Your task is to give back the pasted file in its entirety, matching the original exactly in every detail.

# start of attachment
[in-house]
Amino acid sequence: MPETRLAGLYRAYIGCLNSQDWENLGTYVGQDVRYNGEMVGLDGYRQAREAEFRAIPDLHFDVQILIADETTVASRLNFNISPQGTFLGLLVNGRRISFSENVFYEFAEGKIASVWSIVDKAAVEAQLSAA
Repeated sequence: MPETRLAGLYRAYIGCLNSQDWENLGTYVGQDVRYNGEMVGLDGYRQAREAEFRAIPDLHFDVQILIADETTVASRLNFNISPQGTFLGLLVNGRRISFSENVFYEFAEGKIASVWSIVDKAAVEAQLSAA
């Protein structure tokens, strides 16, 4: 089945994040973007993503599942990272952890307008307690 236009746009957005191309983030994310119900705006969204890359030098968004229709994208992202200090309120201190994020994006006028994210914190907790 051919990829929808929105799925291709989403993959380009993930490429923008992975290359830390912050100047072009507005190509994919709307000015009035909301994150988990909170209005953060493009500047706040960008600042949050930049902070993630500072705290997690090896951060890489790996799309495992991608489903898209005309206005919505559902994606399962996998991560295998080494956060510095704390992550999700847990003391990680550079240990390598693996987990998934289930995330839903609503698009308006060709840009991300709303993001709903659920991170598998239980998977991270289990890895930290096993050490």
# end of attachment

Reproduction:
[in-house]
Amino acid sequence: MPETRLAGLYRAYIGCLNSQDWENLGTYVGQDVRYNGEMVGLDGYRQAREAEFRAIPDLHFDVQILIADETTVASRLNFNISPQGTFLGLLVNGRRISFSENVFYEFAEGKIASVWSIVDKAAVEAQLSAA
Repeated sequence: MPETRLAGLYRAYIGCLNSQDWENLGTYVGQDVRYNGEMVGLDGYRQAREAEFRAIPDLHFDVQILIADETTVASRLNFNISPQGTFLGLLVNGRRISFSENVFYEFAEGKIASVWSIVDKAAVEAQLSAA
């Protein structure tokens, strides 16, 4: 089945994040973007993503599942990272952890307008307690 236009746009957005191309983030994310119900705006969204890359030098968004229709994208992202200090309120201190994020994006006028994210914190907790 051919990829929808929105799925291709989403993959380009993930490429923008992975290359830390912050100047072009507005190509994919709307000015009035909301994150988990909170209005953060493009500047706040960008600042949050930049902070993630500072705290997690090896951060890489790996799309495992991608489903898209005309206005919505559902994606399962996998991560295998080494956060510095704390992550999700847990003391990680550079240990390598693996987990998934289930995330839903609503698009308006060709840009991300709303993001709903659920991170598998239980998977991270289990890895930290096993050490």